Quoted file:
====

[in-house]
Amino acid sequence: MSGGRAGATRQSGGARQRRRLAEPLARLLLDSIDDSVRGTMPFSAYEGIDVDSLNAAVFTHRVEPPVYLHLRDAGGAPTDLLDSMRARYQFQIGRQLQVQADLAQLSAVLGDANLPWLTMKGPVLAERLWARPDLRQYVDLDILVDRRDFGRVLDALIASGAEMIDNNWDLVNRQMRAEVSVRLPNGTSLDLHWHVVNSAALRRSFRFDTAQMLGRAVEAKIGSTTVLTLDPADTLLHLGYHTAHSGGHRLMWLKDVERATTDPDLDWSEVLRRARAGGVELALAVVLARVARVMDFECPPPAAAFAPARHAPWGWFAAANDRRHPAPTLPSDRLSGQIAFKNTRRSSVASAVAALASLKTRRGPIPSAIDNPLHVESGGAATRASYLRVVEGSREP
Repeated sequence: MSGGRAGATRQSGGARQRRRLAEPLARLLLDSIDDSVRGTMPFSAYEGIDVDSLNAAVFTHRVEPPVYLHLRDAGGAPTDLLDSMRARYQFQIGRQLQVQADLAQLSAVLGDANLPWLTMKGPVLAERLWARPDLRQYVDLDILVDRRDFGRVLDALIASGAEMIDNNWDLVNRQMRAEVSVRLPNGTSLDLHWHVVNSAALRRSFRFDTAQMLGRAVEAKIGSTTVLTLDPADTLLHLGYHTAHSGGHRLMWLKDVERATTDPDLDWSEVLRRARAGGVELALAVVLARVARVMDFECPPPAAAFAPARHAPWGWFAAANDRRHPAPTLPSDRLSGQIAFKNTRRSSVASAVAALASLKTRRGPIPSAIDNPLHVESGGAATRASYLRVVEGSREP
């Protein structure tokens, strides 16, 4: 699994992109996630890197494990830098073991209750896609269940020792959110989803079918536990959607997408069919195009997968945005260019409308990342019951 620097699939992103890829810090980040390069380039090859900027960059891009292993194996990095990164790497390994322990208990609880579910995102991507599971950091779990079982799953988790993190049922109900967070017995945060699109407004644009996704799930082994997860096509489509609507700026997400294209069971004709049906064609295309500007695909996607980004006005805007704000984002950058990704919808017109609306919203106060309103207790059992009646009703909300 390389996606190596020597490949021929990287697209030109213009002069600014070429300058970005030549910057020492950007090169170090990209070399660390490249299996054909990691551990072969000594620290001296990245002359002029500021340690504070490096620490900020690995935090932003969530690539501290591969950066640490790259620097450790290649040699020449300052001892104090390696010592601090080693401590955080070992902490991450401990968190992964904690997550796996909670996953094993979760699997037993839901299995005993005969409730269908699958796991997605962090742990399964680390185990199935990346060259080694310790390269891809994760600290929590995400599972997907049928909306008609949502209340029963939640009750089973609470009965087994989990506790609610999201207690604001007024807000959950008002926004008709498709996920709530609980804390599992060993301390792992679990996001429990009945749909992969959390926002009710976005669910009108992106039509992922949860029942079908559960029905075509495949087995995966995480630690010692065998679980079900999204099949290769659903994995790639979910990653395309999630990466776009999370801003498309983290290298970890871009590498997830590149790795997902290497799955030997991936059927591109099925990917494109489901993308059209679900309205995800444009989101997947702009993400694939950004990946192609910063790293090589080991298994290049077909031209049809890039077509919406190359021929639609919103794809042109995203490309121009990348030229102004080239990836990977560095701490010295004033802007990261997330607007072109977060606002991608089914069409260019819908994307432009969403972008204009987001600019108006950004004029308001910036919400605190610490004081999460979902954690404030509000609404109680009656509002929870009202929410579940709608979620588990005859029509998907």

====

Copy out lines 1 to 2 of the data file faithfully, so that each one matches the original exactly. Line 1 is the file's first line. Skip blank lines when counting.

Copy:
[in-house]
Amino acid sequence: MSGGRAGATRQSGGARQRRRLAEPLARLLLDSIDDSVRGTMPFSAYEGIDVDSLNAAVFTHRVEPPVYLHLRDAGGAPTDLLDSMRARYQFQIGRQLQVQADLAQLSAVLGDANLPWLTMKGPVLAERLWARPDLRQYVDLDILVDRRDFGRVLDALIASGAEMIDNNWDLVNRQMRAEVSVRLPNGTSLDLHWHVVNSAALRRSFRFDTAQMLGRAVEAKIGSTTVLTLDPADTLLHLGYHTAHSGGHRLMWLKDVERATTDPDLDWSEVLRRARAGGVELALAVVLARVARVMDFECPPPAAAFAPARHAPWGWFAAANDRRHPAPTLPSDRLSGQIAFKNTRRSSVASAVAALASLKTRRGPIPSAIDNPLHVESGGAATRASYLRVVEGSREP